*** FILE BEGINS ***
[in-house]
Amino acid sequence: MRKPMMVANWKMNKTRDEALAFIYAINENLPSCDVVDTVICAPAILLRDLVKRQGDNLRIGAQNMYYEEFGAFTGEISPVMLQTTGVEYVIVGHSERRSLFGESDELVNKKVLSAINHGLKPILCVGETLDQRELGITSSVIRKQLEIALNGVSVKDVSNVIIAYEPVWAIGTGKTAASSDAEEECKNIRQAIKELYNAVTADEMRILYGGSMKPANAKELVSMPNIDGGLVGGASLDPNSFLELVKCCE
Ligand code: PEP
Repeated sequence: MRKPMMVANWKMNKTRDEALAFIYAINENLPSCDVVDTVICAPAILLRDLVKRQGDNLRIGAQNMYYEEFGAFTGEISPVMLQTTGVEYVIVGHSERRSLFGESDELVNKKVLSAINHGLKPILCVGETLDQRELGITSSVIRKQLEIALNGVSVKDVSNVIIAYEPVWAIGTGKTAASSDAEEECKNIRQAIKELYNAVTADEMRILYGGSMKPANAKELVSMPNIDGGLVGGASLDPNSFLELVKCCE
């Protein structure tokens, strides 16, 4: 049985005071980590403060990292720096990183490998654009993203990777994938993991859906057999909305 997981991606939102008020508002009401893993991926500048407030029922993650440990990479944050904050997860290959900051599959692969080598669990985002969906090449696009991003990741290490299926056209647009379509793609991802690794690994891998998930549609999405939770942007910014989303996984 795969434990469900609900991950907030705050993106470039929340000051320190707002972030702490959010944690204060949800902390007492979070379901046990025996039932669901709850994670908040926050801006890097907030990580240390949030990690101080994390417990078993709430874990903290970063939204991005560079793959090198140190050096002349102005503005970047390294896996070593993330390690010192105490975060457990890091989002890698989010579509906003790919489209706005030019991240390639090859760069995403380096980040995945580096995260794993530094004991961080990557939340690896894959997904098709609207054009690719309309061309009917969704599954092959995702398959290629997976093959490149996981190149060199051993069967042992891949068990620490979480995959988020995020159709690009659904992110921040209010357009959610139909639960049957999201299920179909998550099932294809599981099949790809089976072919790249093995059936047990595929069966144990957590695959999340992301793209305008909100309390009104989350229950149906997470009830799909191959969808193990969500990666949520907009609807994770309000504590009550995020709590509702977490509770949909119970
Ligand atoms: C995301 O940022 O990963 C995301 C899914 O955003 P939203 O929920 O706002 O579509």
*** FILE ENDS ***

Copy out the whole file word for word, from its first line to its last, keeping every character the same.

[in-house]
Amino acid sequence: MRKPMMVANWKMNKTRDEALAFIYAINENLPSCDVVDTVICAPAILLRDLVKRQGDNLRIGAQNMYYEEFGAFTGEISPVMLQTTGVEYVIVGHSERRSLFGESDELVNKKVLSAINHGLKPILCVGETLDQRELGITSSVIRKQLEIALNGVSVKDVSNVIIAYEPVWAIGTGKTAASSDAEEECKNIRQAIKELYNAVTADEMRILYGGSMKPANAKELVSMPNIDGGLVGGASLDPNSFLELVKCCE
Ligand code: PEP
Repeated sequence: MRKPMMVANWKMNKTRDEALAFIYAINENLPSCDVVDTVICAPAILLRDLVKRQGDNLRIGAQNMYYEEFGAFTGEISPVMLQTTGVEYVIVGHSERRSLFGESDELVNKKVLSAINHGLKPILCVGETLDQRELGITSSVIRKQLEIALNGVSVKDVSNVIIAYEPVWAIGTGKTAASSDAEEECKNIRQAIKELYNAVTADEMRILYGGSMKPANAKELVSMPNIDGGLVGGASLDPNSFLELVKCCE
């Protein structure tokens, strides 16, 4: 049985005071980590403060990292720096990183490998654009993203990777994938993991859906057999909305 997981991606939102008020508002009401893993991926500048407030029922993650440990990479944050904050997860290959900051599959692969080598669990985002969906090449696009991003990741290490299926056209647009379509793609991802690794690994891998998930549609999405939770942007910014989303996984 795969434990469900609900991950907030705050993106470039929340000051320190707002972030702490959010944690204060949800902390007492979070379901046990025996039932669901709850994670908040926050801006890097907030990580240390949030990690101080994390417990078993709430874990903290970063939204991005560079793959090198140190050096002349102005503005970047390294896996070593993330390690010192105490975060457990890091989002890698989010579509906003790919489209706005030019991240390639090859760069995403380096980040995945580096995260794993530094004991961080990557939340690896894959997904098709609207054009690719309309061309009917969704599954092959995702398959290629997976093959490149996981190149060199051993069967042992891949068990620490979480995959988020995020159709690009659904992110921040209010357009959610139909639960049957999201299920179909998550099932294809599981099949790809089976072919790249093995059936047990595929069966144990957590695959999340992301793209305008909100309390009104989350229950149906997470009830799909191959969808193990969500990666949520907009609807994770309000504590009550995020709590509702977490509770949909119970
Ligand atoms: C995301 O940022 O990963 C995301 C899914 O955003 P939203 O929920 O706002 O579509």